INSIDER TAPS POPULIST VEIN
Former South Carolina lieutenant governor Yancey McGill’s decision to switch parties and run for governor as a “Republican” in 2018 hasn’t been quite the headline-grabbing experiment we expected it would be.
Up to this point in the campaign, McGill has struggled to raise money and awareness for his candidacy – with labor attorney Catherine Templeton emerging as an infinitely more credible alternative to incumbent governor Henry McMaster.
McGill could be shaking things up soon, though, according to sources familiar with his campaign. In fact his new website biography – published this week – seems to be charting a distinct departure from his establishment-friendly past.
“As citizens of South Carolina, we live under the rule of a bloated state government which is rigged against us,” McGill wrote.
Whoa … language like that sounds as though it were ripped from the pages of, well, this website.
Is an old Dem learning new tricks?
McGill – like McMaster – is the consummate political insider. After serving for a decade as a councilman and later mayor of his home town of Kingstree, S.C., McGill was elected to the State Senate in 1988. There he remained until agreeing to “ascend” to the politically impotent South Carolina lieutenant governor’s office in 2014.
Many believe McGill – who narrowly beat back a primary challenge from state representative Cezar McKnight in 2012 – took the “lite gov” job because he saw his days as a white, rural Democrat were numbered.
“Republicans” have effectively carved such seats out of existence via the redistricting process – creating multiple “majority minority” districts which have benefited black candidates at the local level but have also served to limit Democrats’ overall numbers (and influence) at the S.C. State House.
McGill got caught up in that process – and with no “Republican” willing to take the lieutenant governor’s job, he decided to use it as an “off ramp” rather than get beat in 2016.
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Not long after leaving office, McGill announced his party switch – news of which was exclusively reported by this website.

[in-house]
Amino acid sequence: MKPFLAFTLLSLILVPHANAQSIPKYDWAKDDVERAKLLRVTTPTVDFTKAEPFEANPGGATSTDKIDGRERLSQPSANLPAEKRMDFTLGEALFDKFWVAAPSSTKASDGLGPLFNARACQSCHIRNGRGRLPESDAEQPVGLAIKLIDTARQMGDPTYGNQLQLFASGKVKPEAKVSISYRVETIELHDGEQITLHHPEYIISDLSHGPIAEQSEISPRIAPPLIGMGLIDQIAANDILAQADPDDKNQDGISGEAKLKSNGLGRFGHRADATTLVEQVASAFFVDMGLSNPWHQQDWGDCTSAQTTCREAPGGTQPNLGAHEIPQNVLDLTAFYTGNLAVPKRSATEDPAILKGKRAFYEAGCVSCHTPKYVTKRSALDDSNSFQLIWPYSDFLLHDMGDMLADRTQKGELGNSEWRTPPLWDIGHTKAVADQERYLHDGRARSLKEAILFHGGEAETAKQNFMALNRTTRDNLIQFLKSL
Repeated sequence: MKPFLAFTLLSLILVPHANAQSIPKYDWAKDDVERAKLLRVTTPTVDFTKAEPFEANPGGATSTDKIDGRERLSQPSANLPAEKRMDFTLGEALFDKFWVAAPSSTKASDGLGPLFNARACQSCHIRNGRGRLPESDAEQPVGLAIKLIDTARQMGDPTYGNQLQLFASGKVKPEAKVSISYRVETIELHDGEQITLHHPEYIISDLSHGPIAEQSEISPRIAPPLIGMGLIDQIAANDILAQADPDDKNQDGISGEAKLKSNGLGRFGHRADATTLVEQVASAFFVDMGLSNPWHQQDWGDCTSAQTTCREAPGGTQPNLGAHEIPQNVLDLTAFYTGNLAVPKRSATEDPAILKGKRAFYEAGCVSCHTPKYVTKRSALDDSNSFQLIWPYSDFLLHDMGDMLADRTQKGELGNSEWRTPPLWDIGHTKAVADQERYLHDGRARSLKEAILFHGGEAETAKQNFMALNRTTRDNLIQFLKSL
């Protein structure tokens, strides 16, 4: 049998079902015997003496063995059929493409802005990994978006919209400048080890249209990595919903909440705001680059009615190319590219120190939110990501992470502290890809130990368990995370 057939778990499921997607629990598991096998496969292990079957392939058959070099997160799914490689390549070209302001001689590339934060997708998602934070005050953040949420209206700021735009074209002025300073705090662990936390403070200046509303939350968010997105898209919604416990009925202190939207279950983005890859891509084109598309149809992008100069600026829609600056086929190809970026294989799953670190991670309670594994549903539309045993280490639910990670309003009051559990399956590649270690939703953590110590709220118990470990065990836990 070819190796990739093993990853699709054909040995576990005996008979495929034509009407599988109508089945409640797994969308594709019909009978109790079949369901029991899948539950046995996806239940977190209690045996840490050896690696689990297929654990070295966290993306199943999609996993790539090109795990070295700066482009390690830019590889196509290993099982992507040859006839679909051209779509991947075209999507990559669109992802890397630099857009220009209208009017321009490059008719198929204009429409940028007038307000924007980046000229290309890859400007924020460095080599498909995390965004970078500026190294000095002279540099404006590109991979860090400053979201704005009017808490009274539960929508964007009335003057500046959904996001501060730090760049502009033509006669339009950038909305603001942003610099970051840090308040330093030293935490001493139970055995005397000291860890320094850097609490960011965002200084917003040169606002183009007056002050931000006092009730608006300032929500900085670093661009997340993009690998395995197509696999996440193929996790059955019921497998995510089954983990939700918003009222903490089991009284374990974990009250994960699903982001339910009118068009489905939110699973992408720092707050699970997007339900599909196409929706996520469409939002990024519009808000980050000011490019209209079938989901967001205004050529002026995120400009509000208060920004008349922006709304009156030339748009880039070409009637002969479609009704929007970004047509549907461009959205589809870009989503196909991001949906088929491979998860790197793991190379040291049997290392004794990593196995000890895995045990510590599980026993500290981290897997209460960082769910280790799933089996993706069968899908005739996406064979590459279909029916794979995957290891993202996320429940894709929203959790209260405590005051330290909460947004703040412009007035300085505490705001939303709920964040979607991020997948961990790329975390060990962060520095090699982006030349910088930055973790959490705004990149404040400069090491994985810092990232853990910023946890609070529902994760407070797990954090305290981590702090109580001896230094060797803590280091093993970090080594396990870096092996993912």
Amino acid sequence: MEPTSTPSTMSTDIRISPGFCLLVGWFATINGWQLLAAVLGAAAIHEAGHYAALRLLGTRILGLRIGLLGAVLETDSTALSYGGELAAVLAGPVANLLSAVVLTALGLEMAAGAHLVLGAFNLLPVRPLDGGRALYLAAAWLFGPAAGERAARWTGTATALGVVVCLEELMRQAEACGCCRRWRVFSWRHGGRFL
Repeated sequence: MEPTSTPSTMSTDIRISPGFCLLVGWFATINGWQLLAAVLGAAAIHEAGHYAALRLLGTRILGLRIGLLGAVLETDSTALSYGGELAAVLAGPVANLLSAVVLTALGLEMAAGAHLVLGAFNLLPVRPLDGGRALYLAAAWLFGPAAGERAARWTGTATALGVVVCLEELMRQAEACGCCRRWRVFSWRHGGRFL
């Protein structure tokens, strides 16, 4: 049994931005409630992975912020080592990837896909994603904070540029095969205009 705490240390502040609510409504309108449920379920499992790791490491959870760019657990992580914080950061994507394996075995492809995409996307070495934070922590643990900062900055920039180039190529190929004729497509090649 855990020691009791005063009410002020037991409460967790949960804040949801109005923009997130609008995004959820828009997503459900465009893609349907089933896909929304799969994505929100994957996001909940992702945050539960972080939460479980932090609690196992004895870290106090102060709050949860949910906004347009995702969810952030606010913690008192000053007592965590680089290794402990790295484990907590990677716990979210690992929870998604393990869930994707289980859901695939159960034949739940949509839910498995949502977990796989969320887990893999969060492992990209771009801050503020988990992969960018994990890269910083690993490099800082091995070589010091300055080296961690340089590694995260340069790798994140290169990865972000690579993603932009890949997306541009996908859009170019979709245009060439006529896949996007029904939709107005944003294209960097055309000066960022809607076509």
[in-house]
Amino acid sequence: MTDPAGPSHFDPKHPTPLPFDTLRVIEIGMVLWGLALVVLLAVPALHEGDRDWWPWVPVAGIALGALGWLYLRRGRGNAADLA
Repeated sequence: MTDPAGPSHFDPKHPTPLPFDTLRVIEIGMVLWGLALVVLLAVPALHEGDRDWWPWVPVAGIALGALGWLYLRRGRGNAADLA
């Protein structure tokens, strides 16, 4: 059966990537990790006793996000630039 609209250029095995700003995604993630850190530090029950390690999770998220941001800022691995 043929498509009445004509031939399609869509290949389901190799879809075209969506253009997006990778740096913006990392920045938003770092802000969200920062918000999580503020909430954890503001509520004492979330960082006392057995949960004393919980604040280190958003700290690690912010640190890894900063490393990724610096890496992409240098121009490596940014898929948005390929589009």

McGill’s 2018 gubernatorial bid was believed to have the support of powerful S.C. Senate president Hugh Leatherman – another “former” Democrat – but the two recently sparred over issues related to the state’s woefully mismanaged pension fund.
Specifically, McGill opposed Leatherman’s ongoing influence over the investment panel that has run this fund into the ground – creating an $826 million a year headache for the state.
“He and Leatherman ended up falling out over the pension fund,” a source familiar with the situation told us, referring to McGill’s support of state treasurer and pension fund reformer Curtis Loftis.
More specifically, this issue has turned into an $826 million a year political headache for McMaster – who signed a bill that passes this cost on to the taxpayers.
McGill’s decision to step up on the pension fund issue is commendable – but its occurrence amidst a broader rhetorical reinvention is what interests us.
“True change can only come by stripping more power and funding from state government and giving it back to the people,” McGill’s new website bio proclaims.
Again … that sounds like something we would say.
Sources close to McGill’s campaign tell us its recent change in tone is being driven by the candidate’s son, John McGill.
The younger McGill (below) reportedly only agreed to assist his father’s gubernatorial bid if the latter promised to run on “dismantling the whole damn process” and “exposing it all.”
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That’s an innovative approach, honestly … taking a weakness (i.e. McGill’s status as a career politician) and turning it into a source of strength.
Will it work?
We don’t think so … at least not for the elder statesman.
Our impression is that McGill (Yancey, that is) remains too embedded within the state’s status quo to emerge as credible voice against its machinations – a problem compounded by his lack of adeptness as a modern political messenger.
Having said that, we will be watching his campaign’s new direction with interest … and certainly won’t mind it if he proves us wrong.
His son, however, is not constrained by any such baggage … and could wind up writing his first chapter on the statewide stage via his father’s candidacy.
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